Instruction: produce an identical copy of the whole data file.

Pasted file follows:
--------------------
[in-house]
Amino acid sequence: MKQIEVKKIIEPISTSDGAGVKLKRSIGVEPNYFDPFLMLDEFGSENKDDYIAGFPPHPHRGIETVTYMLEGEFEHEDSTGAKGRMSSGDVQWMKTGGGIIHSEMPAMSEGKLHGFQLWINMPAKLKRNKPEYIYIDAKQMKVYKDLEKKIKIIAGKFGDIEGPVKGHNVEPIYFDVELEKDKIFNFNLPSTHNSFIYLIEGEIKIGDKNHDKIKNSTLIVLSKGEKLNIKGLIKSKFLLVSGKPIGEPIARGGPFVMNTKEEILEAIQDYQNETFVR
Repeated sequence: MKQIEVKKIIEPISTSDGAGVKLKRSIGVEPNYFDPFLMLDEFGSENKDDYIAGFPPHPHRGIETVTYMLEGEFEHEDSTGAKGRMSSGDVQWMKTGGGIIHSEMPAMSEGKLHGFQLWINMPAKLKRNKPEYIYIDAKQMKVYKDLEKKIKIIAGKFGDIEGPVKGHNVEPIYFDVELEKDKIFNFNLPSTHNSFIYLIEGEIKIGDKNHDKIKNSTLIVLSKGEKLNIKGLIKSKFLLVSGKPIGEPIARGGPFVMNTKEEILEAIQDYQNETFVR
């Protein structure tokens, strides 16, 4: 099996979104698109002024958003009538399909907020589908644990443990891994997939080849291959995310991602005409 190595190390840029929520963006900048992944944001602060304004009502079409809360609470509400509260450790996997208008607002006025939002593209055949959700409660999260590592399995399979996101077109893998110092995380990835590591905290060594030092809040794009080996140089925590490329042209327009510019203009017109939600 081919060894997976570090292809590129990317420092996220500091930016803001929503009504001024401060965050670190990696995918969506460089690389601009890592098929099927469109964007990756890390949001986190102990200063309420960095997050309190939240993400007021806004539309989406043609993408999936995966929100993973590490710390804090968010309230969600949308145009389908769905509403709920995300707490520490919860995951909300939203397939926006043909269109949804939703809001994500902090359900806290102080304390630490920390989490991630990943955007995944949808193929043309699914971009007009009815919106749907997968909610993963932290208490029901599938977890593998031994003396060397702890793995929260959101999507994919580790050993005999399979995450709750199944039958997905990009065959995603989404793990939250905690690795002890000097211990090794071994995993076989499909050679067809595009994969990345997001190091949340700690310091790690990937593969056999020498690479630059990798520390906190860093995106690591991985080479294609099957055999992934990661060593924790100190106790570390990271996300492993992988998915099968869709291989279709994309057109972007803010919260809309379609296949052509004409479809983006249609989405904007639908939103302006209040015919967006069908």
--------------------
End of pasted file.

[in-house]
Amino acid sequence: MKQIEVKKIIEPISTSDGAGVKLKRSIGVEPNYFDPFLMLDEFGSENKDDYIAGFPPHPHRGIETVTYMLEGEFEHEDSTGAKGRMSSGDVQWMKTGGGIIHSEMPAMSEGKLHGFQLWINMPAKLKRNKPEYIYIDAKQMKVYKDLEKKIKIIAGKFGDIEGPVKGHNVEPIYFDVELEKDKIFNFNLPSTHNSFIYLIEGEIKIGDKNHDKIKNSTLIVLSKGEKLNIKGLIKSKFLLVSGKPIGEPIARGGPFVMNTKEEILEAIQDYQNETFVR
Repeated sequence: MKQIEVKKIIEPISTSDGAGVKLKRSIGVEPNYFDPFLMLDEFGSENKDDYIAGFPPHPHRGIETVTYMLEGEFEHEDSTGAKGRMSSGDVQWMKTGGGIIHSEMPAMSEGKLHGFQLWINMPAKLKRNKPEYIYIDAKQMKVYKDLEKKIKIIAGKFGDIEGPVKGHNVEPIYFDVELEKDKIFNFNLPSTHNSFIYLIEGEIKIGDKNHDKIKNSTLIVLSKGEKLNIKGLIKSKFLLVSGKPIGEPIARGGPFVMNTKEEILEAIQDYQNETFVR
């Protein structure tokens, strides 16, 4: 099996979104698109002024958003009538399909907020589908644990443990891994997939080849291959995310991602005409 190595190390840029929520963006900048992944944001602060304004009502079409809360609470509400509260450790996997208008607002006025939002593209055949959700409660999260590592399995399979996101077109893998110092995380990835590591905290060594030092809040794009080996140089925590490329042209327009510019203009017109939600 081919060894997976570090292809590129990317420092996220500091930016803001929503009504001024401060965050670190990696995918969506460089690389601009890592098929099927469109964007990756890390949001986190102990200063309420960095997050309190939240993400007021806004539309989406043609993408999936995966929100993973590490710390804090968010309230969600949308145009389908769905509403709920995300707490520490919860995951909300939203397939926006043909269109949804939703809001994500902090359900806290102080304390630490920390989490991630990943955007995944949808193929043309699914971009007009009815919106749907997968909610993963932290208490029901599938977890593998031994003396060397702890793995929260959101999507994919580790050993005999399979995450709750199944039958997905990009065959995603989404793990939250905690690795002890000097211990090794071994995993076989499909050679067809595009994969990345997001190091949340700690310091790690990937593969056999020498690479630059990798520390906190860093995106690591991985080479294609099957055999992934990661060593924790100190106790570390990271996300492993992988998915099968869709291989279709994309057109972007803010919260809309379609296949052509004409479809983006249609989405904007639908939103302006209040015919967006069908």